On March 25, 1928, five young women, one as young as 18, organised the first International Women’s Day rally in Sydney’s Domain. They stood on soap boxes and addressed the crowd on the rights of working women and equal pay for equal work. They kept the rally going for two hours.
Today, more than eighty seven years later, women are still asking for equal pay for equal work. And we’re still not getting it.
The yawning gender pay gap is recorded every year by the Australian Bureau of Statistics and the story doesn’t get any better. In 1994 women’s earnings were a mere 66 per cent of men’s. By 2010 that figure was down to 64 per cent.
In February 2015, the ABS recorded that women were still being paid less than men for the work they did and they also did more unpaid work. As a result they reported being more stressed out than male colleagues.
So what’s the solution? Here’s where it gets tricky.
The first thing to remember is that you must place the right value on yourself from the moment you start your career. If you don’t successfully negotiate your wages at the entry point, your retirement earnings on exiting, maybe 40 years later, may well be far less than those of your male counterpart. This is because every increment on your annual salary and superannuation will be based on the figure you first negotiated and if that figure isn’t as high as your colleague’s, the wealth gap between the two of you will just get wider and wider as the years go by.
So, negotiate from the start. But, of course, there’s a snag!
In June 2014, Harvard Business Review published a research article by Hannah Riley Bowles, entitled “Why women don’t negotiate their job offers”. This showed an unexpected social cost for women who negotiated for a higher salary than that offered at interview.
The report says: “One study of graduating MBA students found that half the men negotiated their job offers as compared to one eighth of the women.” Researchers, puzzled why so few women were negotiating their salaries asked more questions and found that if women negotiated for higher pay, whether they got it or not, they found their colleagues were less willing to work with them because by negotiating for themselves, they were showing they were not good team players.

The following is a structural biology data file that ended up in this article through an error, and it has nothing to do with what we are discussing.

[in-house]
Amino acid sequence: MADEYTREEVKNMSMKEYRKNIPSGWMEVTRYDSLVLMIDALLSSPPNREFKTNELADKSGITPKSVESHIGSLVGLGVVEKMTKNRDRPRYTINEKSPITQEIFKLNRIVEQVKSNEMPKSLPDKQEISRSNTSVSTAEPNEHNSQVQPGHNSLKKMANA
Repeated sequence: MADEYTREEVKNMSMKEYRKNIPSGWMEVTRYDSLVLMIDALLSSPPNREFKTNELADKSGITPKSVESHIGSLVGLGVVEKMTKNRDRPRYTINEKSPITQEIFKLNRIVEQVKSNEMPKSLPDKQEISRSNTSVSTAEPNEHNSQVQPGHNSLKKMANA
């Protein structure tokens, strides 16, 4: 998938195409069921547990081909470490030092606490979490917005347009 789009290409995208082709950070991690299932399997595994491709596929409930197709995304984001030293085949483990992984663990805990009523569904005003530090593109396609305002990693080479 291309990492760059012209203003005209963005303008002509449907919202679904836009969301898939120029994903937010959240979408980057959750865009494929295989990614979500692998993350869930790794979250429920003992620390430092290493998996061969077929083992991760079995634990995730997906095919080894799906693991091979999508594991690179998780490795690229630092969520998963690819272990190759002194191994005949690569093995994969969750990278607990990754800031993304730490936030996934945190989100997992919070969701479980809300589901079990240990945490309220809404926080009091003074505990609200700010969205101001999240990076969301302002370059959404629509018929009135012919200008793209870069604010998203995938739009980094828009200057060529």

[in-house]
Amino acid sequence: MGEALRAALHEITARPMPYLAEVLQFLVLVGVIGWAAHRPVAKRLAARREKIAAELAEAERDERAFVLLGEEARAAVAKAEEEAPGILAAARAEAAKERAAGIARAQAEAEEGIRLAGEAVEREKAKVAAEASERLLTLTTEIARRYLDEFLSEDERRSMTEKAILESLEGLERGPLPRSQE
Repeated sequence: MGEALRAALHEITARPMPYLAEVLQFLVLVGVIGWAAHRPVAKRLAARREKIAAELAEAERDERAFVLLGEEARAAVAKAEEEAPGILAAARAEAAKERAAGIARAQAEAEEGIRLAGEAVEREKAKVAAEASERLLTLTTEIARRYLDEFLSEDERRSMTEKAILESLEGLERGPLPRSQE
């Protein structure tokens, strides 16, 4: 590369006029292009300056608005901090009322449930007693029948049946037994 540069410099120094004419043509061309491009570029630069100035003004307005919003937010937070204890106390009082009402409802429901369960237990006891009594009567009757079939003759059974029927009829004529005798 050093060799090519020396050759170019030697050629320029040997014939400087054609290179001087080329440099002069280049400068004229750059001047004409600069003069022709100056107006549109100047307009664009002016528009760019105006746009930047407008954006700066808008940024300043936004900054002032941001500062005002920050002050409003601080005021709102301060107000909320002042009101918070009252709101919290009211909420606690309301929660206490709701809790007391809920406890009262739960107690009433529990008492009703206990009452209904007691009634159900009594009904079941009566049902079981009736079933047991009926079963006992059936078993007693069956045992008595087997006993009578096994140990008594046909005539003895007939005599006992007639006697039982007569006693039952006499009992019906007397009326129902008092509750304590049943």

Funnily enough this judgment didn’t seem to apply to the men, four times as many of them, who negotiated for higher pay. They were gladly accepted into the team.
So what should women do?
Bowles recommends an “I-we” strategy, that is “think personally, act communally”. This means asking for what you want but trying to show your colleagues that what you are doing is of value to them as well – and letting your negotiating counterpart know that that you can also see it from their side. An example would be a junior female employee saying: “I’m hopeful that you’ll see my skill at negotiating as something important that I can bring to the job.”
In other words, show you really are a team player. Then the gap might start to close.
By Jenny Strachan
Jenny is an award winning author and international conference presenter and trainer with over 25 years experience in the corporate sector. She has designed and delivered communication, influence, personal presence and leadership programs, and as an executive coach to facilitate change in organisations.
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